We would like to continue living in Hiroshima. As the saying goes, children grow up watching their parents’ backs, and I really think that’s the case. The prejudices and discriminatory attitudes of the parents get passed on to their children. That’s why I myself would like to show that I am always considerate of others, that I have respect and appreciation for them, and that people are not defined by their race, country, gender, or age.

“Why Wage War?” — We, Who Live in a Peaceful Country

In raising my children, I always try to talk to them about everything relating to my work and daily life. For example, I tell them that I didn’t want to go to work today or that I messed up the job earlier. Although many parents don’t want their children to hear their complaints or negative feelings, I go out of my way to express them.

For example, if my eldest son, who is in fifth grade right now, gets into a fight with a friend in the future and feels that he doesn’t want to go to school, I want him to know that he can talk to his family about his feelings. It’s not easy for children to tell their parents they don’t want to go to school or they had a fight with a friend. That’s why I actively express my negative feelings in the house, so my children will know it’s okay to do so. When I return home from work, my eldest son sometimes asks me, “Dad, did your work go well today?” I would then give him an honest answer, like, “Nah, not really.” A bad day at work is not so different from when the teacher gets angry with the child at school. I want my children to know that this is neither shameful nor embarrassing to talk about.

If my child can say, “I got scolded today,” I can ask, “What’s wrong?” and give them advice. Children need to express what they actually feel deep down. Otherwise, these emotions will pile up and become painful. In our family, we regularly talk to each other to prevent this from happening. On the other hand, if it was a good day, I’d make a deal about it and say things like, “The studio was rocking today!” The most important thing for me is having a family with whom I can share my thoughts and feelings.

Due to the nature of this parent-child relationship, we’d naturally talk about the wars going on in the world with our children. Peace education and similar activities also foster a deep-rooted awareness in our children about the horrors of war. Because of this, I make it a point to remind them from time to time that war is terrifying and should be absolutely prohibited, instilling a sense of peace in them.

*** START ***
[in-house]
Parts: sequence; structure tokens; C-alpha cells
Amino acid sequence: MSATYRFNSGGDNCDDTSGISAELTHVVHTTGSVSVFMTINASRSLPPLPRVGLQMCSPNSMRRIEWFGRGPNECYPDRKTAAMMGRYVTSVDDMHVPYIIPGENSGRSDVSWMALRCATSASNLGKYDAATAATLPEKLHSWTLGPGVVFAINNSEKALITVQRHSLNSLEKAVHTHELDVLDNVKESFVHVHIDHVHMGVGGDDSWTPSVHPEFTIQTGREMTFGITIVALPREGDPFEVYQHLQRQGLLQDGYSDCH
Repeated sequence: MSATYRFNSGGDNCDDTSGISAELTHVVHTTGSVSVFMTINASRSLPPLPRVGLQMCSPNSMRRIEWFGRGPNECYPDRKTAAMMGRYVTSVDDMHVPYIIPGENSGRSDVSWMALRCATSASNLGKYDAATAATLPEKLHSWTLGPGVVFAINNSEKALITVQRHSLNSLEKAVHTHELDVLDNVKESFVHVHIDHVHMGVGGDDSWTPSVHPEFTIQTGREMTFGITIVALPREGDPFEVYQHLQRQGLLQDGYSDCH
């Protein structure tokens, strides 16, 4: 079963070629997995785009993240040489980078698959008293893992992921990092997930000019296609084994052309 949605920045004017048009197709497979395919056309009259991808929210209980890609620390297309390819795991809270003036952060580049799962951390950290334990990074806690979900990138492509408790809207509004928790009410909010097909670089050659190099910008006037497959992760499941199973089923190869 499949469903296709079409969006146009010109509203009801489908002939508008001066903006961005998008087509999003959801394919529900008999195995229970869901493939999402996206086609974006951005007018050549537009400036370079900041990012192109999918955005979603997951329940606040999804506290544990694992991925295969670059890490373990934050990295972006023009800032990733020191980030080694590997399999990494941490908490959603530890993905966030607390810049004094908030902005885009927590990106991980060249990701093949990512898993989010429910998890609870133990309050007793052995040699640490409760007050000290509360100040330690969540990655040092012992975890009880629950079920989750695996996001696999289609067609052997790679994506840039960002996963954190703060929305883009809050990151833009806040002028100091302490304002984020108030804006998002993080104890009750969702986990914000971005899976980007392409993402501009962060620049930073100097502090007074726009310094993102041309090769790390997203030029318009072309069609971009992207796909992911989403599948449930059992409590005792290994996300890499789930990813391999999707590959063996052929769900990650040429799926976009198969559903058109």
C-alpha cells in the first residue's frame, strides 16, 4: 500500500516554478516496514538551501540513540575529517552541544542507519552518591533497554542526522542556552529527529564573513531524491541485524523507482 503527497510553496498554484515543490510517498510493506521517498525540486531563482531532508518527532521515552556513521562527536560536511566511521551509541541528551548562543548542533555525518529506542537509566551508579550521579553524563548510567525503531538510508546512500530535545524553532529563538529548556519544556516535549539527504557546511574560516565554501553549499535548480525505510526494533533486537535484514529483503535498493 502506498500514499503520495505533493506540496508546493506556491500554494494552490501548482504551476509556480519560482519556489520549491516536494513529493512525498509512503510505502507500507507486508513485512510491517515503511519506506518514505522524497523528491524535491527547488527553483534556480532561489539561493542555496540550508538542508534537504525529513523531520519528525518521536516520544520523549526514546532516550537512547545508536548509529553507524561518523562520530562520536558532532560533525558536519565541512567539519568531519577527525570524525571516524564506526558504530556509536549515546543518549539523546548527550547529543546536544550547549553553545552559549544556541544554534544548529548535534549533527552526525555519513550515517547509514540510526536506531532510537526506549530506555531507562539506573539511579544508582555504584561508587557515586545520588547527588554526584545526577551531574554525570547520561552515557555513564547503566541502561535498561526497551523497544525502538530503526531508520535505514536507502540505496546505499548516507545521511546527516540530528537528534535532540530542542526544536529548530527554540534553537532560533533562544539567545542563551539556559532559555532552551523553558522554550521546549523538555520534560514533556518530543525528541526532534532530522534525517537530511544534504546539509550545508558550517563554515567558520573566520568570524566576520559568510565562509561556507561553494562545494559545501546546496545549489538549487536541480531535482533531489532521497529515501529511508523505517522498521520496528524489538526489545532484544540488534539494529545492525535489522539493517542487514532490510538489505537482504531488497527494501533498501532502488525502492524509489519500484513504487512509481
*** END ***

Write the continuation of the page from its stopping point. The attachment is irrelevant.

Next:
It pains my heart to see news of children harmed by air strikes in all kinds of wars. Wars are started by the heads of the country. It is unforgivable that they are letting innocent little children lose their lives and their families. There may be circumstances that only the country’s leaders can understand, which lead them to wage war. Still, no one should ever do it. Despite that, why do we do it? I wonder about that, too.

If the country’s leaders imagined that their children might come to harm, that their children might have to fight in a war, or that they might lose their families, maybe they’d stop. Why can’t they use their imagination?

For example, small children often fight over a single toy. They can’t simply agree to share. Young children are sometimes inconsiderate of others, so if a toy is taken from them, they may cry or even take it back by force. I feel that war is not very much different from this.

Can’t we think of a way for both sides to play with one toy together? Why do we have to resort to violence if we can compromise? I’m sure the adults back then taught us this lesson when we were young. Children make me feel it is important for adults, children, and the country’s leaders to understand the feelings of others and to use their imagination to be compassionate to others.

When my children asked me something, I used to teach them what they should think. If they were curious about something, I’d simply tell them my answer. However, there was a time when my wife answered my child with, “Why do you think that is?” At that time, my wife told me it was better to let the child think more instead of spoon-feeding them the answers. I realized that this was indeed important.

Since then, I’ve always tried to make my children think for themselves while giving hints rather than immediately giving them the answer. By asking them how they came to their conclusion, the child can investigate and think about the matter using their own hypotheses. They will grow up wiser that way, and they will have the imagination to understand why things happen.

Children today, in particular, tend to seek instant “answers” because they can quickly look things up online. They are satisfied with simply knowing the answer and do not investigate the process of why it is so. I feel they are missing the opportunity to think about how things became what they are.

Nurturing relationships absolutely requires the imagination to empathize with others. I am sure accumulating such thoughts and habits will lead to a world without conflict.

“Why wage war?”

I feel that it is important for us, who live in a peaceful country, to think together with the children, as they will be the ones to lead the next generation.

Peaceful Days to Continue Onto the Next Generation

I don’t want my children to discriminate or hold prejudices, so I want them to make friends with people worldwide.

I went with my family to stay at Okunoshima Island the other day and became friends with a family from Philadelphia, USA. My eldest daughter got along with a girl her own age. Although they didn’t speak the same language, they held hands and ran around together, and at the end, they hugged each other and said bye-bye.

If we made friends with people from other countries like this, we wouldn’t think of going to war with people from that country. That is why I want children to make friends from all sorts of countries and get along with them. I also hope they will grow up with a broad and warm perspective.


Kinoshita Yuki (木下ゆーき)

Kinoshita Yuki was born in Aichi Prefecture in March 1989. He is a TV personality and influencer with over 700,000 followers on his social media accounts. Kinoshita used to be a single father but is now raising three children with his wife. He is also a certified child counselor and the author of #Hodo-hodo Ikuji (#ParentingInModeration) and Sekai-ichi Tanoshii Kosodate Idea Taizen (The World’s Most Fun Child-Raising Ideas Compendium).